Deletion of the single yeast lipin gene (<i>PAH1</i>) enhances TBSV repRNA accumulation.

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    <p>(A) The role of Pah1p phosphatidate phosphatase and Dgk1p diacylglycerol kinase in lipid synthesis in yeast. To convert phosphatidic acid (PA) to diacylglycerol (DAG), Pah1p is dephosphorylated (activated) by the ER-localized Nem1p/Spo7p complex. (B) Top panel: Replication of the TBSV repRNA in wt and <i>pah1Δ</i> yeast was measured by Northern blotting 24 h after initiation of TBSV replication. Yeast co-expressed the TBSV (lanes 1–6) and the CNV (lanes 7–12) p33 and p92 replication proteins. The accumulation level of repRNA was normalized based on the ribosomal (r)RNA. Each sample is obtained from different yeast colonies. Middle and bottom panels: The accumulation levels of FLAG-p92 and 6×His-p33 were tested by Western blotting. Each experiment was repeated. (C–D) Expression of wt Pah1p and a phosphorylation deficient, constitutively active Pah1p, called Pah1-7A, which contains alanine substitutions for all seven phosphorylation sites, reduces TBSV replication in <i>pah1Δ</i> and wt yeasts. Northern blotting was done as in panel B. (E) Stimulatory effect of deletion of <i>NEM1</i> and <i>SPO7</i>, which form the dephosphorylation complex in the ER membrane, on TBSV repRNA accumulation is shown by Northern blotting. Note that Nem1p and Spo7p are required to dephosphorylate Pah1p, leading to the activation and relocalization of Pah1p from the cytosol to the ER membrane.</p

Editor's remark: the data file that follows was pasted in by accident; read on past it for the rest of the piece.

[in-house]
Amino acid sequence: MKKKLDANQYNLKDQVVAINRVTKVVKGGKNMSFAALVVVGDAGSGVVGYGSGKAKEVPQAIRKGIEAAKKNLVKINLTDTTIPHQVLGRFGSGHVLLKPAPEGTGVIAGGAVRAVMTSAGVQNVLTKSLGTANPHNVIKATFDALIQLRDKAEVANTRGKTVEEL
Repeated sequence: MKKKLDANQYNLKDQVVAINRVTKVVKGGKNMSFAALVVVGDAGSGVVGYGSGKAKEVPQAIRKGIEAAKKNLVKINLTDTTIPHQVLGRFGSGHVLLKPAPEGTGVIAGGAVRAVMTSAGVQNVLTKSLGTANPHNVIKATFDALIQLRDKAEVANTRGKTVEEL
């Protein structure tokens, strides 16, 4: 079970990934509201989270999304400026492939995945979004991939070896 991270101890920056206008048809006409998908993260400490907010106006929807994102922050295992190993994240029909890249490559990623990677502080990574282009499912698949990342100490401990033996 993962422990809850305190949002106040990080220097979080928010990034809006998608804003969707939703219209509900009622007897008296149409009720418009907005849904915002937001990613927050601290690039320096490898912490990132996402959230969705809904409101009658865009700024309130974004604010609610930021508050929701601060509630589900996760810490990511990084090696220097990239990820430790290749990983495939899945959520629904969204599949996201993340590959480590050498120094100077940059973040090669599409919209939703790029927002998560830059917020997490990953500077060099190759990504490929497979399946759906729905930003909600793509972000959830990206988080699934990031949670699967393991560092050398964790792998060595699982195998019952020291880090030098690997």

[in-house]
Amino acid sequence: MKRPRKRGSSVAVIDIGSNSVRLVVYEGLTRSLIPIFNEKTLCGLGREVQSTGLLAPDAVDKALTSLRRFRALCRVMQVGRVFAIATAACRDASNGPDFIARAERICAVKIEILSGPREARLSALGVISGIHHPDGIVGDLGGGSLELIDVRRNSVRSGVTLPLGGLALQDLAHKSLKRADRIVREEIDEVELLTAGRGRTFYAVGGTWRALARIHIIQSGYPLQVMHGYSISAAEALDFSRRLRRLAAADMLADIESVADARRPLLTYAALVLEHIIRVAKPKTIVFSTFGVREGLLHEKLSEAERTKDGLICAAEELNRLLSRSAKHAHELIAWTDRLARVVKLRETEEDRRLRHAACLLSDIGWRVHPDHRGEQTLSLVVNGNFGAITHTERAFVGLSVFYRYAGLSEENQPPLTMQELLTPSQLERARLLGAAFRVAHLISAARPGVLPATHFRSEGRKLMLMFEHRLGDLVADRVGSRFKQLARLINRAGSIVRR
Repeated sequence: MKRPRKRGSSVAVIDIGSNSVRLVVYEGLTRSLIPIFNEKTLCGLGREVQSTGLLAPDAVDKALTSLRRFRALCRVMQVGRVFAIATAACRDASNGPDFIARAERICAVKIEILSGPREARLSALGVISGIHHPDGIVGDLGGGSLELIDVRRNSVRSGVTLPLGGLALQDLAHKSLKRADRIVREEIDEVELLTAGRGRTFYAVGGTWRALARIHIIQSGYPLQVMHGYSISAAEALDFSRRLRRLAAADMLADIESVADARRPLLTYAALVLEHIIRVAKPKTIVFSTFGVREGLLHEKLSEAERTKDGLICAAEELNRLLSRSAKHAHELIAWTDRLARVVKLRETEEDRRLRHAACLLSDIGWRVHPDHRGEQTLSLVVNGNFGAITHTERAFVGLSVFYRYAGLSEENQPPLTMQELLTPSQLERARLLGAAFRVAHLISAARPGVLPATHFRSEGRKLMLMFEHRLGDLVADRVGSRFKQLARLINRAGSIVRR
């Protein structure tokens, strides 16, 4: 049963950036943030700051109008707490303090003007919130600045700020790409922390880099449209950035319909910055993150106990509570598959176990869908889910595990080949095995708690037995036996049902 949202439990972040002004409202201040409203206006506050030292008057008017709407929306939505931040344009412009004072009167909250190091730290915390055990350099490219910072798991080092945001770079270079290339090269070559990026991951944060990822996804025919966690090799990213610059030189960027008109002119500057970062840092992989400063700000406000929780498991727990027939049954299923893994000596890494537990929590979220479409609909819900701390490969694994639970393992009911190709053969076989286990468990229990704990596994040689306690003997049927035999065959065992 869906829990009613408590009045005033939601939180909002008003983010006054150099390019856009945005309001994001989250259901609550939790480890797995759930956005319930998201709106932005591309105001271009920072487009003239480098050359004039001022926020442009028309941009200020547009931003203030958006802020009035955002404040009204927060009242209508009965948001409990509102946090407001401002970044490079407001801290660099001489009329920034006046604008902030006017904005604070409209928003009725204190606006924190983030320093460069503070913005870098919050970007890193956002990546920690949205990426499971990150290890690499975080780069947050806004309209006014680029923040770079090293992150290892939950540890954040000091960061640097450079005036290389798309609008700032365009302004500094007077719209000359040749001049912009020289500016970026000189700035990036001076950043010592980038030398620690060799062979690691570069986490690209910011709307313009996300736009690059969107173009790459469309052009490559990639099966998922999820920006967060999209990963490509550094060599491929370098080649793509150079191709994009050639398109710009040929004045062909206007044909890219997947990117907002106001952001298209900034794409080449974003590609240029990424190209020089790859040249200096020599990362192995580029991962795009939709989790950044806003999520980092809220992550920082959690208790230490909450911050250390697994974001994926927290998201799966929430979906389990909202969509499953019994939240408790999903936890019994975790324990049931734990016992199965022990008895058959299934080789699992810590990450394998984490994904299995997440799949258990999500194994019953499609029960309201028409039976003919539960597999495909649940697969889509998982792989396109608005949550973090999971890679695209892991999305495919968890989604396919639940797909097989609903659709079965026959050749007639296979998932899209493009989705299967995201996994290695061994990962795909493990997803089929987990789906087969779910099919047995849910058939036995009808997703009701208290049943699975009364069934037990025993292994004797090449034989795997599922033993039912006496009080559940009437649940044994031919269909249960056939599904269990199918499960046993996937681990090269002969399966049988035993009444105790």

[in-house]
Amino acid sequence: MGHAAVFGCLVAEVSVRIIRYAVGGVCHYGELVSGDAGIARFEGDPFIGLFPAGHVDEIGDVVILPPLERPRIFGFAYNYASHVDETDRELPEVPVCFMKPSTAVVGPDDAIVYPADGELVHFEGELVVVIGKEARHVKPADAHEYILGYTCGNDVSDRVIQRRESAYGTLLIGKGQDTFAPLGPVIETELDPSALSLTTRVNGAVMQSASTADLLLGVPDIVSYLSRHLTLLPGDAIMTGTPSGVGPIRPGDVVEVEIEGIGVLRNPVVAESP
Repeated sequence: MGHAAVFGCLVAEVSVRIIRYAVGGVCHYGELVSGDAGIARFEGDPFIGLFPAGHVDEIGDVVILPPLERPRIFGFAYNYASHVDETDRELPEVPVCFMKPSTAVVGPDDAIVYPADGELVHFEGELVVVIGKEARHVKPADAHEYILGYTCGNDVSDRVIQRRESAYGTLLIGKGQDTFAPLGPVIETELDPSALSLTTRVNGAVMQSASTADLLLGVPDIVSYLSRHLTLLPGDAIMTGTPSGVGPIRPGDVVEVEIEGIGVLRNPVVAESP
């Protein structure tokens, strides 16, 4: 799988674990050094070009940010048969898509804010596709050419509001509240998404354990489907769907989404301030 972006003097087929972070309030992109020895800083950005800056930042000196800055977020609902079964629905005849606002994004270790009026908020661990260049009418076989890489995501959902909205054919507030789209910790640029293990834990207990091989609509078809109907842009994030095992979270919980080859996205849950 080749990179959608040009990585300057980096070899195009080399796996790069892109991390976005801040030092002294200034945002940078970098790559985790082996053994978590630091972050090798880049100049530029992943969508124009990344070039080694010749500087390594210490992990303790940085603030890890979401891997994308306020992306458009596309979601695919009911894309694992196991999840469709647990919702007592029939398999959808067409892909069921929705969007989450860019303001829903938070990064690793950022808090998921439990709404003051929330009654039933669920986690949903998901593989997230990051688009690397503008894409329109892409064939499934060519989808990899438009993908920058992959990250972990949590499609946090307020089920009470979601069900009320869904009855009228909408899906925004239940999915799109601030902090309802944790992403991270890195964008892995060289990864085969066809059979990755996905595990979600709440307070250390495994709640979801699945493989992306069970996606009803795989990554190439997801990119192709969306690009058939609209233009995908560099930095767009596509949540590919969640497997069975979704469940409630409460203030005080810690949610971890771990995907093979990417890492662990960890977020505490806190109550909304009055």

Enhanced activity of the affinity-purified tombusvirus replicase assembled in CFE from <i>pah1Δ nem1Δ</i> yeast.

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    <p>(A) Scheme of the tombusvirus replicase assay. CFEs were prepared from wt and <i>pah1Δ nem1Δ</i> yeasts, followed by the addition of purified recombinant tombusvirus p33 and p92<sup>pol</sup> replication proteins and DI-72 (+)repRNA in the presence of rATP and rGTP. The <i>in vitro</i> assays were programmed with RI/III (−)RNA in the presence of rATP/rCTP/rGTP and <sup>32</sup>P-rUTP. (B) Top panel: Representative denaturing gel of <sup>32</sup>P-labeled RNA products synthesized by the purified tombusvirus replicase <i>in vitro</i>. Each experiment was repeated. Bottom panel: Western blot analysis of p33 in the shown replicase samples.</p

    Only a small portion of the tombusvirus p33 replication protein co-localize with peroxisomes in <i>pah1Δ nem1Δ</i> yeast.

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    <p>(A) YFP-tagged p33 and CFP-Pex13 (a peroxisomal membrane marker) were co-expressed in WT (RS453) or (B) <i>pah1Δ nem1Δ</i> yeasts. The confocal images were taken 24 hours after the induction of YFP-p33 expression at 23°C. See further details in <a href="http://www.plospathogens.org/article/info:doi/10.1371/journal.ppat.1003944#ppat-1003944-g005" target="_blank">Fig. 5</a>.</p

    Increased TBSV repRNA replication and enhanced p33 stability in yeast lacking Pah1p.